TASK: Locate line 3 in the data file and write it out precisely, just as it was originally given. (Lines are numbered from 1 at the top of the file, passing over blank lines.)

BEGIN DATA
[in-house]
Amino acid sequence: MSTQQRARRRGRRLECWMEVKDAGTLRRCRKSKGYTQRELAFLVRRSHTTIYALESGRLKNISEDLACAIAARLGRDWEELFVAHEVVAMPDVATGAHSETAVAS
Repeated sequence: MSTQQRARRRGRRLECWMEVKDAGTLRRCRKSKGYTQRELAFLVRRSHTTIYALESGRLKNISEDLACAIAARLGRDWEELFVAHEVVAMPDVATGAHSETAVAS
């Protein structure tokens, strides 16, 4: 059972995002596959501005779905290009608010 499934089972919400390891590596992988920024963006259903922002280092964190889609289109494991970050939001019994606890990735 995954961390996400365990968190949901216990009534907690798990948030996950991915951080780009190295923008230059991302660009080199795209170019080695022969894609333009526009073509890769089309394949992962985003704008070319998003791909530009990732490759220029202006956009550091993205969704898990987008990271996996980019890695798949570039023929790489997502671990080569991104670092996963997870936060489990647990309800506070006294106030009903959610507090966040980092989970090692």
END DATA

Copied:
Repeated sequence: MSTQQRARRRGRRLECWMEVKDAGTLRRCRKSKGYTQRELAFLVRRSHTTIYALESGRLKNISEDLACAIAARLGRDWEELFVAHEVVAMPDVATGAHSETAVAS